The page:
Earlier images show Akin Ozturk, a four star general and former commander of the Turkish air force alongside others accused by Erdogan of leading the failed coup attempt in police custody in Ankara. One image shows Ozturk wearing a bandage over one ear; another reveals bruising on his neck.
He is shown alongside the other accused are also shown being roughly led away, their hands bound with plastic ties, paraded in front of cameras as they were bustled into a waiting van.
Over the weekend, photographs surfaced on social media of apparent mass detentions, including one showing dozens of people kneeling down in a large stable in Ankara, apparently stripped to the waist.
Erdogan vowed to continue his crackdown on alleged coup plotters as the number of those detained by the government topped 6,000.
The 6,000 arrests include senior aides and senior members of the military. Arrests will continue, according to Turkey's foreign ministry.
The arrests include Gen. Bekir Ercan Van, commander of the Incirlik Air Base, according to the Turkish President's office. The United States uses the airbase to launch airstrikes on ISIS in Syria and Iraq.
An "order of detention" for Col. Ali Yazici, a senior military aide to Erdogan, has also been issued, according to Anadolu.
The Ankara Bar Association is expected to provide lawyers for the defense of the men during a scheduled appearance at a court in Ankara Monday. So far the lawyers say they have had no access to the men and will not be able to meet any new detainees rounded up as alleged coup plotters.
The 27 men already held will not be allowed to see their lawyers until they are in court today.
The president was due to address a crowd in Ankara, the country's capital, early Monday.
Thousands of soldiers have been arrested and hundreds of judiciary members removed since Friday's uprising, which left at least 290 people dead and more than 1,400 injured in a chaotic night of violence.
Prime Minister Binali Yildirim has vowed that the plotters "will pay a heavy price." Erdogan said that he will remove the "viruses" from all state institutions.
Turkey's history of military coups has long had "devastating consequences" for human rights, Amnesty International said in a statement.
"The full circumstances of the coup attempt and the violence that followed it must be effectively investigated and all those responsible brought to justice in fair trials," the statement read.
"A number of government officials and ruling party representatives have spoken in favor of reinstating the death penalty, itself a tool of past military rulers. This regressive step should be avoided, as should further restrictions on legitimate dissent."
On Sunday, speaking at a funeral on Sunday held for some of those killed during gunfire -- including the brother of his chief adviser, Mustafa Varank -- Erdogan said he did not rule out bringing back the death penalty for the coup's perpetrators.
As the crowd chanted "we want the death penalty," he said, "we can't ignore the people's request in a democracy -- this is your right."
"This right has to be evaluated by the appropriate authorities according to the constitution and a decision can be made," Erdogan said in the address broadcast live on TV.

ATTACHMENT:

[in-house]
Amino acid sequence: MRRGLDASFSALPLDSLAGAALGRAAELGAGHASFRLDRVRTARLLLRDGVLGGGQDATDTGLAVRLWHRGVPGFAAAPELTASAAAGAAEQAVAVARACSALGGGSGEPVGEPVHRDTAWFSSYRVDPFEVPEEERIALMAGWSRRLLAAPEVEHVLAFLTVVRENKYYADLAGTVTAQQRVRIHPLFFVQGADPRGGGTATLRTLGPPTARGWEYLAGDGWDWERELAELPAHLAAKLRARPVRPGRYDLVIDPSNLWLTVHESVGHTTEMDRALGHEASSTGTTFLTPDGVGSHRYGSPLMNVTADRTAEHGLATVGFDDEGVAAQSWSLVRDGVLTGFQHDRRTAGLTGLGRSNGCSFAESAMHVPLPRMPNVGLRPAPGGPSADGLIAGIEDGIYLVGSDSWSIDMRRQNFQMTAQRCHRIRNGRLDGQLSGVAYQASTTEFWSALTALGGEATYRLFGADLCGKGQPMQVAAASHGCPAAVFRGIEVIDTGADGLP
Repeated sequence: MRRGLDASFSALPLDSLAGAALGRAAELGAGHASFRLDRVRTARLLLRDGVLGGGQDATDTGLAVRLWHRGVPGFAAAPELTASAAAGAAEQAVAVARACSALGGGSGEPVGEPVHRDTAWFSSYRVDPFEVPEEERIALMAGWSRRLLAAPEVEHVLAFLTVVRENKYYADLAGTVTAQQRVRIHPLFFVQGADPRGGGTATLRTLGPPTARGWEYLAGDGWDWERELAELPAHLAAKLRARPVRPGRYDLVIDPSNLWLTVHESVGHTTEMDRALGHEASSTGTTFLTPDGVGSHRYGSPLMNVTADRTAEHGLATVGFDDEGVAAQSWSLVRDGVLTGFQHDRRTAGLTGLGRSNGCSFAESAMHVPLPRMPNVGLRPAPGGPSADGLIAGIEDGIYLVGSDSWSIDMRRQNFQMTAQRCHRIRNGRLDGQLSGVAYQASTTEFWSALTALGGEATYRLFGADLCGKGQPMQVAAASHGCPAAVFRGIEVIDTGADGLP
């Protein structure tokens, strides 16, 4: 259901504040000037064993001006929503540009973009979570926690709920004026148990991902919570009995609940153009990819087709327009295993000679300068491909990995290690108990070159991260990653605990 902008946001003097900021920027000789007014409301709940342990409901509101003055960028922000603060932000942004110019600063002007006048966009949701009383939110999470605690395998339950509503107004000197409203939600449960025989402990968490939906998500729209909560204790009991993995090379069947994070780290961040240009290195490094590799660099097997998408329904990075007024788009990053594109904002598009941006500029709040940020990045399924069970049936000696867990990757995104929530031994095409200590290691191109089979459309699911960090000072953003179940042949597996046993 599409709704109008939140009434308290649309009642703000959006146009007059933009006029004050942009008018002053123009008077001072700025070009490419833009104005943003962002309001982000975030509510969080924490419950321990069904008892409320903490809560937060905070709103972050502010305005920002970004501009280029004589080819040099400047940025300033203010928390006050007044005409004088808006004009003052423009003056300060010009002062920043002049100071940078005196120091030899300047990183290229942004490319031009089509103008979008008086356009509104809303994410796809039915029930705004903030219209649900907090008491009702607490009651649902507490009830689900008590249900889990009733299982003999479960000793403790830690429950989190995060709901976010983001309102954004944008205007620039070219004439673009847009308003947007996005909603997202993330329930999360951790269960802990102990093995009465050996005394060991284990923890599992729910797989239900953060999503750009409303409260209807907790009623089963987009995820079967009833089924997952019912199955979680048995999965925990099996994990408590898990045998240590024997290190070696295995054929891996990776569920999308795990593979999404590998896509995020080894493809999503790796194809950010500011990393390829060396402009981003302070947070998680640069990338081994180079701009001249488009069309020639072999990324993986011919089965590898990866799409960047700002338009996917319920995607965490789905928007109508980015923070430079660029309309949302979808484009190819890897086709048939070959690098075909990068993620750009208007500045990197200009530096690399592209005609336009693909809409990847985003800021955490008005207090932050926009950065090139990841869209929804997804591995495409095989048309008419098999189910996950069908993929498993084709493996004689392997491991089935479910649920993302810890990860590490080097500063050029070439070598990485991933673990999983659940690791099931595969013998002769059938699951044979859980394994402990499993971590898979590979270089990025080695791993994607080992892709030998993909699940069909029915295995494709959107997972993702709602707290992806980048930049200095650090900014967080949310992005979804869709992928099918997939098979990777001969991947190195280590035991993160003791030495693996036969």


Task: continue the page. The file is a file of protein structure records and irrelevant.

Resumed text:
In addition to those detained, Erdogan is demanding the United States arrest or extradite Islamic cleric Fethullah Gulen, whom he blamed for the attempt to overthrow the government.
"Twenty years ago, I clearly stated my support for democracy and I said that there is no return from democracy in Turkey," Gulen said Saturday. "My position on democracy is really clear. Any attempts to overthrow the country is a betrayal to our unity and is treason."
Gulen, who is living in self-imposed exile in Pennsylvania, denied he had anything to do with it.
U.S. Secretary of State John Kerry said the United States hadn't yet received a formal request from Turkey for Gulen's extradition.
"We think it's irresponsible to have an accusation of American involvement when we're simply waiting for their request -- which we're absolutely prepared to act on if it meets the legal standard," Kerry said.
Military tanks rolled onto the streets of Ankara and Istanbul the night before and soldiers blocked the famous Bosphorus Bridge.
The military's claim of a takeover was read on state broadcaster TRT. The military said it wanted to maintain democratic order and that the government had "lost all legitimacy."
But the coup attempt lost momentum after Erdogan returned from vacation at the seaside resort of Marmaris. In an interview via FaceTime on CNN Turk, he appealed to supporters to quash the attempted coup, and they took to the streets en masse.
By the time he re-emerged after hours of silence, dozens had died.
Most of those who died were police officers killed in a gun battle with a helicopter near the Parliament complex in Ankara, reported NTV, a Turkish television station. An additional 1,400 people were wounded.
Turkey on Wednesday deepened a crackdown on suspected followers of a U.S.-based cleric it blames for a failed coup, dismissing nearly 1,700 military personnel and shutting 131 media outlets, moves that may spark more concern among its Western allies.
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